Remote houses cannot use sewerage systems and so they must make their own arrangements for waste disposal. A solution is the use of ash depth filters which simultaneously trap nitrogen and phosphorus from human waste streams and all bacteria during long periods (750 ml per day for more than 6 weeks) of operation by filtration under gravity. Bacteria entering the filtration system, those trapped by the filter and the living material which eventually emerges if the system is operated till it eventually fails, are characterized. Reduction of bacterial numbers is achieved by two mechanisms: physical filtration and chemical sanitation.
Ash depth filters elute soluble material and then their flow properties stabilize for very long flow runs.
Normal microflora are trapped on the surface of ash depth filters as an organic mat.
Pseudomonas sp. proliferate and the composition of bacteria in the organic mat changes radically.
Only limited numbers and types of bacteria are seen in the eluate, after long flow runs. Aseptic technique was not practiced so these might be environmental bacteria.
Ash depth filters are remarkably odor free.
Amelioration of human waste in remote households is needed to prevent water pollution but the infrastructure to solve waste disposal problems is prohibitively expensive. Many sanitation and industrial systems, which require filtration use thin membranes which are convenient disposable items but expensive, foul quickly and are only cleaned with difficulty (Aketagawa & Yasunaga 2020), making the alternative option of depth filters attractive. Depth filters are thick porous devices which remove particulate matter from the liquid during filtration (Hamoda et al. 2004). Those particles are distributed and immobilized throughout the depth filter Y dimension, rather than trapped as a crowded surface layer on a membrane filter (Ncube et al. 2018). This reduces blockage because suspensions can flow around previously immobilized particulate material and be trapped deep in a 3D matrix, rather than building up in a narrow surface layer which might block a 2D filter. Several inexpensive materials are commonly used for depth filtration, for example, silica, sand or diatomaceous earth (see Supplement 1) though even these can be price limiting for processes that might benefit from filtration of large volumes of suspensions, such as human waste. Efficient cheap depth filters can be composed of kitchen oak ash and these depth filters deplete human waste streams of fertility (Witty et al. 2020). In addition, the bacterial content of waste is reduced to zero after flow through the oak ash depth filter (OADF) causing sterile filtrate.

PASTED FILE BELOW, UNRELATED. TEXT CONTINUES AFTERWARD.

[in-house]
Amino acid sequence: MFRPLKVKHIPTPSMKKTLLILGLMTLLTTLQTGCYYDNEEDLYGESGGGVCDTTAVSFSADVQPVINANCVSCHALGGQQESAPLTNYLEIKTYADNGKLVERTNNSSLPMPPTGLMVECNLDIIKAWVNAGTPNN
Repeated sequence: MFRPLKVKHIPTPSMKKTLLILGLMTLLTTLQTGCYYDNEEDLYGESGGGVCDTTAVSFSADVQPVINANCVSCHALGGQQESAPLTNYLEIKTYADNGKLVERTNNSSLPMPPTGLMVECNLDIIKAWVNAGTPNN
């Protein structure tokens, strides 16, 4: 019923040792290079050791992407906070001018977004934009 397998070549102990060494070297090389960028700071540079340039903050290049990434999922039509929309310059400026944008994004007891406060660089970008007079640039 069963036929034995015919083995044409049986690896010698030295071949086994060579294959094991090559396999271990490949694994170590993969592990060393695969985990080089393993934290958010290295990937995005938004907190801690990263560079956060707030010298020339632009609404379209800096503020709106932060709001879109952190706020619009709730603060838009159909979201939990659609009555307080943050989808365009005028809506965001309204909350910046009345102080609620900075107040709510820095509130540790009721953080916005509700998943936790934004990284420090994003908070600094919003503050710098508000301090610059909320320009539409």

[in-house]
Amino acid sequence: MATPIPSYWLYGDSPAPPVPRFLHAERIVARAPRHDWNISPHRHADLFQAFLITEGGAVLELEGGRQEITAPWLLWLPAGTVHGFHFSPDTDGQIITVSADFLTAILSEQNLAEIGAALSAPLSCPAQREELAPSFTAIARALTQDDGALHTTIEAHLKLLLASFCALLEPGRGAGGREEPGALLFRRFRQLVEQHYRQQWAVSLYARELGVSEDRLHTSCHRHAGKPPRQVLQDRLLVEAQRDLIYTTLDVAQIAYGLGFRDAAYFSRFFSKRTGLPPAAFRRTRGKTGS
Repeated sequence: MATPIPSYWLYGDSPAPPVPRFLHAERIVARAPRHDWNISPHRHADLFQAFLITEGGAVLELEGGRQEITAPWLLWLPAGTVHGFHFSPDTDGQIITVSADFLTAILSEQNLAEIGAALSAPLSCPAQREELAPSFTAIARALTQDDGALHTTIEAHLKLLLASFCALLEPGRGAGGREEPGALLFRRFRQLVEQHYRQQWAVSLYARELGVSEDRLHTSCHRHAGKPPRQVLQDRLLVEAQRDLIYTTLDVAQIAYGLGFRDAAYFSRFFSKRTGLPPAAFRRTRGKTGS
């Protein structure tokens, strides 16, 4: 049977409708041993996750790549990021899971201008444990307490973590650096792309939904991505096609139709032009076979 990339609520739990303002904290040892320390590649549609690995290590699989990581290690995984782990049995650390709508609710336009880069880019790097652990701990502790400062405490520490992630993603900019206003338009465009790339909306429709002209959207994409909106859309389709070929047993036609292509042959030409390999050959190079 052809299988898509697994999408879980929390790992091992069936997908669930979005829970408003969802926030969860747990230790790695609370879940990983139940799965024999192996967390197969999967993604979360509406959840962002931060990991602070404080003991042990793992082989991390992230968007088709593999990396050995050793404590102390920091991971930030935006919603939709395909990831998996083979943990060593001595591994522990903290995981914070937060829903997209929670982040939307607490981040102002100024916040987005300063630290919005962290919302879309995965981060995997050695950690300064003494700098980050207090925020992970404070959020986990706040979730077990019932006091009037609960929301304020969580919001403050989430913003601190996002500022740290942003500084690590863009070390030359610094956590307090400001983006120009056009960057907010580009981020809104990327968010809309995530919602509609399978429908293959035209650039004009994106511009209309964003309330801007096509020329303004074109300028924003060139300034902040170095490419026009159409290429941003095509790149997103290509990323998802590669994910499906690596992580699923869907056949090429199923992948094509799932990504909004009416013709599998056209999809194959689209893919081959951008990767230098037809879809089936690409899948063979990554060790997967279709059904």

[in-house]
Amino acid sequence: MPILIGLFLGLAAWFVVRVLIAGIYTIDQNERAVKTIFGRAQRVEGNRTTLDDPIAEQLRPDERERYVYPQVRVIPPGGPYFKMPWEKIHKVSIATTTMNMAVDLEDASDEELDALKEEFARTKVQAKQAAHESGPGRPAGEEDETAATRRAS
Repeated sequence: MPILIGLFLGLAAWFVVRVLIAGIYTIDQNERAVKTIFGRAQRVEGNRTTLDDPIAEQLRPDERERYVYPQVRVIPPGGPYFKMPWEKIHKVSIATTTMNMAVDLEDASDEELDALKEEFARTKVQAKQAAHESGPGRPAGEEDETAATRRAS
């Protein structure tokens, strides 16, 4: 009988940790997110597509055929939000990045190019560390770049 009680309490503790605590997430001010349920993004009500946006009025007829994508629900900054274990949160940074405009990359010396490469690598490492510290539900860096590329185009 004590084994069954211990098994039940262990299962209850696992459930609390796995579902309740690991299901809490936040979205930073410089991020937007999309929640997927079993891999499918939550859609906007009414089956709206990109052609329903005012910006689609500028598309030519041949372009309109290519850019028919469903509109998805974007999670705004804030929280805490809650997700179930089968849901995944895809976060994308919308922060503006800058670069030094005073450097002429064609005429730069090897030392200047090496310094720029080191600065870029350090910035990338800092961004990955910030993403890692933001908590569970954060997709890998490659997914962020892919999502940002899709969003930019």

MATERIALS AND METHODS
For small-scale experiments to characterize oak ash as a depth filtration material, cylindrical 1 l PETE bottles were trimmed to remove the bottom of the bottle and the screw cap lid was perforated using a needle to create an end plate which allowed a good flow of water but no flow of ash particles. Oak ash from kitchen cooking fires was prepared by sieving to remove residual particles of charcoal and hearth debris as before (Witty 2016). The bottle was inverted then 300 g ash was added to make a dry filter bed within the trimmed container, trapped by the end plate. Deionized water in daily 300 ml aliquots was washed through the filter bed over 17 days. The volume of the daily eluate was measured then dried and the mass of the eluted salt measured using an open pan balance.
For larger-scale waste sanitation experiments, which approach filtration volumes suitable for domestic use, urine was collected as daily 750 ml aliquots and stored at 4 °C until used, never more than 16 h. This urine was transparent and showed no gross signs of bacteria. Gallon HDPE bottles were trimmed and perforated as above and the bottle was inverted and filled with 3 l dry sieved ash (see Supplement 2). Depth filtration of the 750 ml aliquots was done at 4 °C, one aliquot per day. This process was purposefully continued until the failure point of the device (day 58) when bacterial plate counts of the eluate were marginally greater than 1 cfu/ml (at approximately 35 l) and the ash analyzed by energy-dispersive X-ray spectroscopy (see Supplement 3). Many bacteria were trapped as an organic mat on the surface of the ash bed and removed from the waste stream by filtration. This allowed for three sample types to be harvested: input urine, material from the organic mat and the pool of a few eluate-derived colonies (from plate counts).